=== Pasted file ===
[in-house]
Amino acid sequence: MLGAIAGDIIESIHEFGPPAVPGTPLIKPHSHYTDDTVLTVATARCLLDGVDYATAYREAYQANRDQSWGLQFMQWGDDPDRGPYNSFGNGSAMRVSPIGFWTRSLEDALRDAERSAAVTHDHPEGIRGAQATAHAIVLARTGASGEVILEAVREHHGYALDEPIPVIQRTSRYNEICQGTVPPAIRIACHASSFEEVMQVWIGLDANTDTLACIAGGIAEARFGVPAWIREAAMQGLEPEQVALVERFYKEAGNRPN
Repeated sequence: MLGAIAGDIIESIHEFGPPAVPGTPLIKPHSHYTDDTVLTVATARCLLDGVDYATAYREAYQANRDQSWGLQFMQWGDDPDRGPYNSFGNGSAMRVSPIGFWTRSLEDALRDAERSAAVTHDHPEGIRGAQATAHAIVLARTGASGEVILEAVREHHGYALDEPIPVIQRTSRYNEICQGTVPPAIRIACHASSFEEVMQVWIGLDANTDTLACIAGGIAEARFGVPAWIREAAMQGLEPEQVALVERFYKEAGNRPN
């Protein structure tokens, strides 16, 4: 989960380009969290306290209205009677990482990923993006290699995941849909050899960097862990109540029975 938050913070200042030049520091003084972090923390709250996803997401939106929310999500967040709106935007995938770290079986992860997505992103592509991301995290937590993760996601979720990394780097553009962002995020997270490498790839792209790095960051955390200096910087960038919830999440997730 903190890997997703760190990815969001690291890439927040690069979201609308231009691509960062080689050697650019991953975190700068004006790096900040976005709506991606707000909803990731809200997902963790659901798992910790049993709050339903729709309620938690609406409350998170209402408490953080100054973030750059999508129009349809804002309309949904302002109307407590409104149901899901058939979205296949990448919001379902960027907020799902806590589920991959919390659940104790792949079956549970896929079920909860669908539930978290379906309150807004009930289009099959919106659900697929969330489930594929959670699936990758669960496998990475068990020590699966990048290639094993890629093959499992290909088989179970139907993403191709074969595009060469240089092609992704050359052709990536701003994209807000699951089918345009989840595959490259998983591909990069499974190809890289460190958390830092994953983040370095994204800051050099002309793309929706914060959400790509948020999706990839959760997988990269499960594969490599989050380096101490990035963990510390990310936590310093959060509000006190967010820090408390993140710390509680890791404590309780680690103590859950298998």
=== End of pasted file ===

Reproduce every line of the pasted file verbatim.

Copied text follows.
[in-house]
Amino acid sequence: MLGAIAGDIIESIHEFGPPAVPGTPLIKPHSHYTDDTVLTVATARCLLDGVDYATAYREAYQANRDQSWGLQFMQWGDDPDRGPYNSFGNGSAMRVSPIGFWTRSLEDALRDAERSAAVTHDHPEGIRGAQATAHAIVLARTGASGEVILEAVREHHGYALDEPIPVIQRTSRYNEICQGTVPPAIRIACHASSFEEVMQVWIGLDANTDTLACIAGGIAEARFGVPAWIREAAMQGLEPEQVALVERFYKEAGNRPN
Repeated sequence: MLGAIAGDIIESIHEFGPPAVPGTPLIKPHSHYTDDTVLTVATARCLLDGVDYATAYREAYQANRDQSWGLQFMQWGDDPDRGPYNSFGNGSAMRVSPIGFWTRSLEDALRDAERSAAVTHDHPEGIRGAQATAHAIVLARTGASGEVILEAVREHHGYALDEPIPVIQRTSRYNEICQGTVPPAIRIACHASSFEEVMQVWIGLDANTDTLACIAGGIAEARFGVPAWIREAAMQGLEPEQVALVERFYKEAGNRPN
């Protein structure tokens, strides 16, 4: 989960380009969290306290209205009677990482990923993006290699995941849909050899960097862990109540029975 938050913070200042030049520091003084972090923390709250996803997401939106929310999500967040709106935007995938770290079986992860997505992103592509991301995290937590993760996601979720990394780097553009962002995020997270490498790839792209790095960051955390200096910087960038919830999440997730 903190890997997703760190990815969001690291890439927040690069979201609308231009691509960062080689050697650019991953975190700068004006790096900040976005709506991606707000909803990731809200997902963790659901798992910790049993709050339903729709309620938690609406409350998170209402408490953080100054973030750059999508129009349809804002309309949904302002109307407590409104149901899901058939979205296949990448919001379902960027907020799902806590589920991959919390659940104790792949079956549970896929079920909860669908539930978290379906309150807004009930289009099959919106659900697929969330489930594929959670699936990758669960496998990475068990020590699966990048290639094993890629093959499992290909088989179970139907993403191709074969595009060469240089092609992704050359052709990536701003994209807000699951089918345009989840595959490259998983591909990069499974190809890289460190958390830092994953983040370095994204800051050099002309793309929706914060959400790509948020999706990839959760997988990269499960594969490599989050380096101490990035963990510390990310936590310093959060509000006190967010820090408390993140710390509680890791404590309780680690103590859950298998």